To say Del Harris stuck out at the 2004 Olympics is an understatement. The veteran NBA coach with the trademark white hair always turned a few heads on a bench full of Chinese players. Harris was brought in to jumpstart China's national basketball program before the Athens Games, but even then he knew what his real duty was. "My job was to try to get the younger guys ready for this year's Olympics (in) 2008 ... our goal (in Athens) was to see if somehow we could get in to the medal round."
Harris who has coached over 300 international games in his career (China, Puerto Rico and Canada) seems to treasure his 2004 Olympic experience most. "The chances of (China) beating Serbia (to advance to the medal round in '04) who had beaten (China) by 70 the last time we played them in the Olympics were pretty slim, but we ended up the greatest victory that (China) has ever had in its (basketball program's) history ... it was one of the great moments in my life."
This was just one of several stories that Harris recounted when I caught up with him last month at the Orlando Summer League. The current Chicago Bulls assistant knows how far China's basketball program has come in just a few short years. Along with former assistant and current Chinese head coach Jonas Kazlauskas, Harris (who was still working as an assistant with the Mavs at the time) implemented a fitness program just five months before the Athens Games that focused on strength training and running form among other things. "(The Chinese players) were not as well conditioned, weren't as strong particularly in the upper body, as the other international teams."
Aside from the conditioning concerns, the veteran coach also realized quickly that China's scouting department, or lack of one, was a problem. Luckily, he had some coaching friends from Lithuania and Australia (they were not in the same pool) who gave him some tape of China's opponents. "We didn't have a good scouting system and we didn't have a good video setup," he said. "When I went (to the '04 Olympics) I had no films of the other teams, I went out and bought two VCR's and a monitor in Athens, I was my own video coordinator."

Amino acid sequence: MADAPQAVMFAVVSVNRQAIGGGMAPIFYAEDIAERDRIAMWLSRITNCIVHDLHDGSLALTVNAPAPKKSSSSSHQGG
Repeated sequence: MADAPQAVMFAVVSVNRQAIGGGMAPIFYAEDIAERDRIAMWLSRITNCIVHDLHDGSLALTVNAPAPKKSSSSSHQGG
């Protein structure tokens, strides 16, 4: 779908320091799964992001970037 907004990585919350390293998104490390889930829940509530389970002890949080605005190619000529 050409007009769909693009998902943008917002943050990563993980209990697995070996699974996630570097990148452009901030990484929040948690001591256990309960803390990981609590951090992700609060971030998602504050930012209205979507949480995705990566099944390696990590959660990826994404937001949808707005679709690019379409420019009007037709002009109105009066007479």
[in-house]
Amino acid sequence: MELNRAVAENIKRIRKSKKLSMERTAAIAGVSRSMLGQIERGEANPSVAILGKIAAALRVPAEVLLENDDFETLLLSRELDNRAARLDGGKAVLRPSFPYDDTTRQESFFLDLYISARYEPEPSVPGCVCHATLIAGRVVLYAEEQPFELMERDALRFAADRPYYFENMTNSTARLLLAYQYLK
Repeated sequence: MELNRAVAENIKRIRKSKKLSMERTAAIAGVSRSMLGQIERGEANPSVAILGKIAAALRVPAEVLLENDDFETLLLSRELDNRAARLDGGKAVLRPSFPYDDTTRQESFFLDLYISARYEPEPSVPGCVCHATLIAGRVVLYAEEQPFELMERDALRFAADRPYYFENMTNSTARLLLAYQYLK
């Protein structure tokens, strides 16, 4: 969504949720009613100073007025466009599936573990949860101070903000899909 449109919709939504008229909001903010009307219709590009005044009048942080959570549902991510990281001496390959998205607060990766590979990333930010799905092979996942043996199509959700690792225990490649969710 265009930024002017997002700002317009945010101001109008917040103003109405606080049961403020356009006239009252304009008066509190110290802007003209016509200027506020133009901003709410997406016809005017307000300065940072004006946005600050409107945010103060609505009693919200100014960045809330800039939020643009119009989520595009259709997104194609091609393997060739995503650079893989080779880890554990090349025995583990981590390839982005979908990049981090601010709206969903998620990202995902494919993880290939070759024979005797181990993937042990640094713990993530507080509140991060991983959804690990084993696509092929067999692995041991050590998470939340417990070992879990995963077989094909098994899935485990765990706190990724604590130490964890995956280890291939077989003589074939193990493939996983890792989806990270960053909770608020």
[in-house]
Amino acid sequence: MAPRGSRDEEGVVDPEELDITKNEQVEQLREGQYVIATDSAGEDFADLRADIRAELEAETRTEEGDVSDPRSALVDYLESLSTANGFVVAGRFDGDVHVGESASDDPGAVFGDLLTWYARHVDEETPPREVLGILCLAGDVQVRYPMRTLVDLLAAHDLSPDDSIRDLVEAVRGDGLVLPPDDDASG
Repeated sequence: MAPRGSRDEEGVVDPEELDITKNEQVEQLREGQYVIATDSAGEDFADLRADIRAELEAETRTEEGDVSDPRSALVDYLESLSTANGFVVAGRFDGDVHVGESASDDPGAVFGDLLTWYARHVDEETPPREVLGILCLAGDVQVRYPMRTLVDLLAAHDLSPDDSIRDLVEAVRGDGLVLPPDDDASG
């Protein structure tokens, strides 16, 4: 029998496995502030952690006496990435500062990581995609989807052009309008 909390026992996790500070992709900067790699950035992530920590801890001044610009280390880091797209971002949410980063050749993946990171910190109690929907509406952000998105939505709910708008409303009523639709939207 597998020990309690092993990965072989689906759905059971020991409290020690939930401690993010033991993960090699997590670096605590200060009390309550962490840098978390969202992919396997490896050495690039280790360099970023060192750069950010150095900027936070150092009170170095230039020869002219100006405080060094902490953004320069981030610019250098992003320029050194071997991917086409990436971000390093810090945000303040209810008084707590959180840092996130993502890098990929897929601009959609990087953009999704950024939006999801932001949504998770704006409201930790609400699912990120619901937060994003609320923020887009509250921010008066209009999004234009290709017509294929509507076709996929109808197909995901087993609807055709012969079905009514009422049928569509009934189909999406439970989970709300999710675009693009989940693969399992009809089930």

Harris found a way though, relying on Yao to help carry the team. Like he has done in Beijing, the 7'6 center had to fight through pain during the tournament. "Yao Ming was great (in Athens)," Harris said. "Yao Ming played that whole time with bloody feet, he had these toe problems that he ended up having operated on later on with the Rockets, but it didn't matter, the guy competed (even though) it was very hard (for him) to run, every game and after practice he'd take off his shoes and the insides of his socks would be red with blood."
Although Harris says he would have enjoyed coaching Yao and company in Beijing, he's realistic about the situation. He knew that he did not have enough time to commit to the team. "(Coaching the Chinese team) was a full time job," Harris said. "There's just no way I can do it, it's not something you go in every four years and do, so I recommended that if they wanted to do better they had to get a full-time guy and they hired my assistant (Kazlauskas)."
It was clear in talking to Harris that he still holds a soft spot for the Chinese basketball program. I have no doubt that he will be watching early this morning when China plays Lithuania in the men's basketball quarterfinals. "It's not realistic to think that I could be there (coaching in Beijing), but I want them to do well."
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